But things changed in the conversation as I told Anais of our plans, and my call to help in the home, and she began to get a little emotional and I had a hard time finishing my story. So there I sat, with these two bookends, chicas traviesas, on either side of me. One was asleep with her head on my lap, and the other was getting choked up over my plans to serve in the home.   I love these kids, even the “troublemakers”, and I believe that God has great things in store for them.

Pray for Anais and Rosa. They’re good kids.

Peru italiana

We took a group of the older girls out to dinner last night, to a very nice Italian restaurant. The team from Twisp, WA, a few translators, Paul Eklund, and I escorted these young ladies for this rare treat.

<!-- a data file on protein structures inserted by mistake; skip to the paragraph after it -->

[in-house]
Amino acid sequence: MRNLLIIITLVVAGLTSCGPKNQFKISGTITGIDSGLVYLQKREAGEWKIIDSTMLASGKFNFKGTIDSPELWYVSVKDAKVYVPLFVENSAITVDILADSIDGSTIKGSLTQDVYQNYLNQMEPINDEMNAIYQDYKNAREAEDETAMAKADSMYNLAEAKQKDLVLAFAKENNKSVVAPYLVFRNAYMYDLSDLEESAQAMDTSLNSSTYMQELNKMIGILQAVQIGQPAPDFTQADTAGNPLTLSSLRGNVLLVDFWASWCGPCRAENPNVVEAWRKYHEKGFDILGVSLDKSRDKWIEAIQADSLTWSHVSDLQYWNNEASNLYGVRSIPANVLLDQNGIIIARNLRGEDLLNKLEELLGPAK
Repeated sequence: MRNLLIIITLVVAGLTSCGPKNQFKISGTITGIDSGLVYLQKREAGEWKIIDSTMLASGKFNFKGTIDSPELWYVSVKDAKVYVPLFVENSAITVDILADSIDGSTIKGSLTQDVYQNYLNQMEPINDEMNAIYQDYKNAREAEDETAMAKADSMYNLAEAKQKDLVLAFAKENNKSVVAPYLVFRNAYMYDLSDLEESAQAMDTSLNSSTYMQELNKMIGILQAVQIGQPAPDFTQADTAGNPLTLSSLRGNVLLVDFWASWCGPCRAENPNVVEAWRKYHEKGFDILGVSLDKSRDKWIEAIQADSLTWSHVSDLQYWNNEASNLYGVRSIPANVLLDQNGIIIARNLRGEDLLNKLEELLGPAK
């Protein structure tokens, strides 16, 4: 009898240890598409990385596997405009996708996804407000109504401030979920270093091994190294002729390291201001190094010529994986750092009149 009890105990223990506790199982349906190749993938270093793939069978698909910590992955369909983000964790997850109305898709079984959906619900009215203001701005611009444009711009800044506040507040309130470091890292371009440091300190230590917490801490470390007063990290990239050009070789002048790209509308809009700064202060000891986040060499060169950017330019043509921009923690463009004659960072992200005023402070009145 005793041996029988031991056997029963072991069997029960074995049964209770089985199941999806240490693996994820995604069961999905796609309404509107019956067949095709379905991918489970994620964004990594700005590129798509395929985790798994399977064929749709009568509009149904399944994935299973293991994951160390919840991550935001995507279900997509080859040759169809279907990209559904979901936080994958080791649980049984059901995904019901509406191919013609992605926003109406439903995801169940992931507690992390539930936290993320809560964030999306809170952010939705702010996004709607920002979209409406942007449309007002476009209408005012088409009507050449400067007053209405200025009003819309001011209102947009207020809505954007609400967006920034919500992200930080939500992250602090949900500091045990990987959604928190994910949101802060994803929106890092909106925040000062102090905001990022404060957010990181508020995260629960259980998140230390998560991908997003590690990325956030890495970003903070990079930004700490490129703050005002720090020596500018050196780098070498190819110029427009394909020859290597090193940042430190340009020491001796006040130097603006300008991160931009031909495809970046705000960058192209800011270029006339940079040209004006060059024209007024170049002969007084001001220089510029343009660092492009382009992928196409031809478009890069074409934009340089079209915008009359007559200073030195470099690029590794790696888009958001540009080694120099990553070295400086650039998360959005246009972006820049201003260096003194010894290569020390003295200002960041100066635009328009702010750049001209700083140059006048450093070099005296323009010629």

A few of us climbed onto the bus, a half hour late, waiting for the girls to join us. To get them moving a little faster, it was suggested the the bus start moving out. It worked. Girls came running from all over, and soon they were piling on the bus.


There are a few of these girls who have kept their distance, and I have respected that. I figured they would begin to establish a relationship when they were ready. I was pleased to find Leonor suddenly acting as if we’d been friends for years. Our group was large enough to have a room to ourselves, and two large tables. Leonor was insistent that I sit with her.

The menus were distributed, and I soon found out that Leonor had never had Italian food, and thought it was a little weird. As we went through the menu, I found her to be a pretty fussy eater. She most definitely does not like garlic, and requested dessert numerous times.